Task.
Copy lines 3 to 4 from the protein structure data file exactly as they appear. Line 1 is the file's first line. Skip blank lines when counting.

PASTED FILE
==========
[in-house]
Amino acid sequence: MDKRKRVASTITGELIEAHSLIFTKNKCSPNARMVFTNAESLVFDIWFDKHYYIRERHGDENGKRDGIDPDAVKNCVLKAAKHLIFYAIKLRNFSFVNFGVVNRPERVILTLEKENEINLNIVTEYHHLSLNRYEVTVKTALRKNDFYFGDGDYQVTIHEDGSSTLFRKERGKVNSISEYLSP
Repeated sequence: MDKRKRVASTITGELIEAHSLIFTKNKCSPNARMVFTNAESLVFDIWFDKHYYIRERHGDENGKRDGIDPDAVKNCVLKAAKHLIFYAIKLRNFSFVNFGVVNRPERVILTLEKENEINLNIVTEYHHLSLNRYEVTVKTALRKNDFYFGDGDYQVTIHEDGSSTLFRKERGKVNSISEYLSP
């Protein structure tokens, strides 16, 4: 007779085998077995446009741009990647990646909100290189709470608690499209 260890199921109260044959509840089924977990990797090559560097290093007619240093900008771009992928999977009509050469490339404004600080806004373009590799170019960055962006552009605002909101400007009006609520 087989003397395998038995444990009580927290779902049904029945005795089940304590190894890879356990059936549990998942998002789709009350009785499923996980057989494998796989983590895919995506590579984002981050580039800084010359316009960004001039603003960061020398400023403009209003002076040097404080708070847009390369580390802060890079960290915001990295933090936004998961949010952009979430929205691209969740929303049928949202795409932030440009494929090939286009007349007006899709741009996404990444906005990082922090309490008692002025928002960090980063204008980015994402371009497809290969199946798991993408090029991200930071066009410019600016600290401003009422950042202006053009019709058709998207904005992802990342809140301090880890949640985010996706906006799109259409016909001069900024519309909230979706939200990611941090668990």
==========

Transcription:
Repeated sequence: MDKRKRVASTITGELIEAHSLIFTKNKCSPNARMVFTNAESLVFDIWFDKHYYIRERHGDENGKRDGIDPDAVKNCVLKAAKHLIFYAIKLRNFSFVNFGVVNRPERVILTLEKENEINLNIVTEYHHLSLNRYEVTVKTALRKNDFYFGDGDYQVTIHEDGSSTLFRKERGKVNSISEYLSP
């Protein structure tokens, strides 16, 4: 007779085998077995446009741009990647990646909100290189709470608690499209 260890199921109260044959509840089924977990990797090559560097290093007619240093900008771009992928999977009509050469490339404004600080806004373009590799170019960055962006552009605002909101400007009006609520 087989003397395998038995444990009580927290779902049904029945005795089940304590190894890879356990059936549990998942998002789709009350009785499923996980057989494998796989983590895919995506590579984002981050580039800084010359316009960004001039603003960061020398400023403009209003002076040097404080708070847009390369580390802060890079960290915001990295933090936004998961949010952009979430929205691209969740929303049928949202795409932030440009494929090939286009007349007006899709741009996404990444906005990082922090309490008692002025928002960090980063204008980015994402371009497809290969199946798991993408090029991200930071066009410019600016600290401003009422950042202006053009019709058709998207904005992802990342809140301090880890949640985010996706906006799109259409016909001069900024519309909230979706939200990611941090668990």